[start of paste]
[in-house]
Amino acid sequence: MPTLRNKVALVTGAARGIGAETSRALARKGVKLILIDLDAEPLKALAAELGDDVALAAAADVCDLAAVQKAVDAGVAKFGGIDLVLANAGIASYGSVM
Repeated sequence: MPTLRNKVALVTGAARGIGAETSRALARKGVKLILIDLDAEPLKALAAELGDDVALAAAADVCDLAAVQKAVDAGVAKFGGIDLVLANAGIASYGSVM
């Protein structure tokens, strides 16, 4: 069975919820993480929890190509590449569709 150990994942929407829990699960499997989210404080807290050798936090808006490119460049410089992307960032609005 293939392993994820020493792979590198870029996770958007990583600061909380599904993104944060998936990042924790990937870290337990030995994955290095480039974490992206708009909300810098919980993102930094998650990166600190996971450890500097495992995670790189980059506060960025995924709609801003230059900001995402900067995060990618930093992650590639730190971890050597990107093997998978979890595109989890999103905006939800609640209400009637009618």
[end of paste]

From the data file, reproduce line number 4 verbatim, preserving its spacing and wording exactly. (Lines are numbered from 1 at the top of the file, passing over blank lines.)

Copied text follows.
């Protein structure tokens, strides 16, 4: 069975919820993480929890190509590449569709 150990994942929407829990699960499997989210404080807290050798936090808006490119460049410089992307960032609005 293939392993994820020493792979590198870029996770958007990583600061909380599904993104944060998936990042924790990937870290337990030995994955290095480039974490992206708009909300810098919980993102930094998650990166600190996971450890500097495992995670790189980059506060960025995924709609801003230059900001995402900067995060990618930093992650590639730190971890050597990107093997998978979890595109989890999103905006939800609640209400009637009618």